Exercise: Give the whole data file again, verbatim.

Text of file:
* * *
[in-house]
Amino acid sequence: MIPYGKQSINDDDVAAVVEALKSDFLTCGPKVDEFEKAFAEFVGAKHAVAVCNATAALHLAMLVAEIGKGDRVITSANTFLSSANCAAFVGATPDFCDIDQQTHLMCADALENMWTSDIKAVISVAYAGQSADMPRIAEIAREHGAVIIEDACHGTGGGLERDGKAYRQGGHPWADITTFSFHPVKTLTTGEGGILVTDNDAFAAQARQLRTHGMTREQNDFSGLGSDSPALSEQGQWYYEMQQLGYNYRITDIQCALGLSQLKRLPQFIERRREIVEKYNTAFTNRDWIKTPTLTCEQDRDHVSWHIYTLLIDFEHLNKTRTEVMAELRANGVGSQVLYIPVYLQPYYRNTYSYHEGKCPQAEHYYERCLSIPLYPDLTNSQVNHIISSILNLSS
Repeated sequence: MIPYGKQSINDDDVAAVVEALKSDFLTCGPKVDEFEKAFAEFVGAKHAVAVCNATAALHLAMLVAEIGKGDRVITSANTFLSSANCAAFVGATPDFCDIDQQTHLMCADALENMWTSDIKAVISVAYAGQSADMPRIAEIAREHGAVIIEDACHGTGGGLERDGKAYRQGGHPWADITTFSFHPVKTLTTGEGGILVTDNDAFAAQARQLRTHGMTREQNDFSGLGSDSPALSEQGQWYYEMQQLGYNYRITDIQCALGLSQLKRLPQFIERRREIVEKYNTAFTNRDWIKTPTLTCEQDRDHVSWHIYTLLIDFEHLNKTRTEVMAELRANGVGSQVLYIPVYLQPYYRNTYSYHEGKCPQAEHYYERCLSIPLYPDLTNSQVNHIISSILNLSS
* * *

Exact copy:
[in-house]
Amino acid sequence: MIPYGKQSINDDDVAAVVEALKSDFLTCGPKVDEFEKAFAEFVGAKHAVAVCNATAALHLAMLVAEIGKGDRVITSANTFLSSANCAAFVGATPDFCDIDQQTHLMCADALENMWTSDIKAVISVAYAGQSADMPRIAEIAREHGAVIIEDACHGTGGGLERDGKAYRQGGHPWADITTFSFHPVKTLTTGEGGILVTDNDAFAAQARQLRTHGMTREQNDFSGLGSDSPALSEQGQWYYEMQQLGYNYRITDIQCALGLSQLKRLPQFIERRREIVEKYNTAFTNRDWIKTPTLTCEQDRDHVSWHIYTLLIDFEHLNKTRTEVMAELRANGVGSQVLYIPVYLQPYYRNTYSYHEGKCPQAEHYYERCLSIPLYPDLTNSQVNHIISSILNLSS
Repeated sequence: MIPYGKQSINDDDVAAVVEALKSDFLTCGPKVDEFEKAFAEFVGAKHAVAVCNATAALHLAMLVAEIGKGDRVITSANTFLSSANCAAFVGATPDFCDIDQQTHLMCADALENMWTSDIKAVISVAYAGQSADMPRIAEIAREHGAVIIEDACHGTGGGLERDGKAYRQGGHPWADITTFSFHPVKTLTTGEGGILVTDNDAFAAQARQLRTHGMTREQNDFSGLGSDSPALSEQGQWYYEMQQLGYNYRITDIQCALGLSQLKRLPQFIERRREIVEKYNTAFTNRDWIKTPTLTCEQDRDHVSWHIYTLLIDFEHLNKTRTEVMAELRANGVGSQVLYIPVYLQPYYRNTYSYHEGKCPQAEHYYERCLSIPLYPDLTNSQVNHIISSILNLSS